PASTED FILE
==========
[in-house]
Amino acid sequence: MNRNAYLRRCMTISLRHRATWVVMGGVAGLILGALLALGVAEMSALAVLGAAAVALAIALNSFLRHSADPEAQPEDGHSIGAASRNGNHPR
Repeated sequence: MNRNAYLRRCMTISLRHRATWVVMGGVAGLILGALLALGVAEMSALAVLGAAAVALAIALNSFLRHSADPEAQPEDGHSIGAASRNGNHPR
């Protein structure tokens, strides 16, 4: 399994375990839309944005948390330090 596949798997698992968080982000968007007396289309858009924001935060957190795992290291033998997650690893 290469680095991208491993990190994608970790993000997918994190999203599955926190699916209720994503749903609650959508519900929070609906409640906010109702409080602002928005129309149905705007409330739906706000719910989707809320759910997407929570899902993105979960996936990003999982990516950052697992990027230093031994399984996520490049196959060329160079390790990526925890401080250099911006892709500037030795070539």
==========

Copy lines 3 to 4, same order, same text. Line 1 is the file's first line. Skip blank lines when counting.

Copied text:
Repeated sequence: MNRNAYLRRCMTISLRHRATWVVMGGVAGLILGALLALGVAEMSALAVLGAAAVALAIALNSFLRHSADPEAQPEDGHSIGAASRNGNHPR
């Protein structure tokens, strides 16, 4: 399994375990839309944005948390330090 596949798997698992968080982000968007007396289309858009924001935060957190795992290291033998997650690893 290469680095991208491993990190994608970790993000997918994190999203599955926190699916209720994503749903609650959508519900929070609906409640906010109702409080602002928005129309149905705007409330739906706000719910989707809320759910997407929570899902993105979960996936990003999982990516950052697992990027230093031994399984996520490049196959060329160079390790990526925890401080250099911006892709500037030795070539």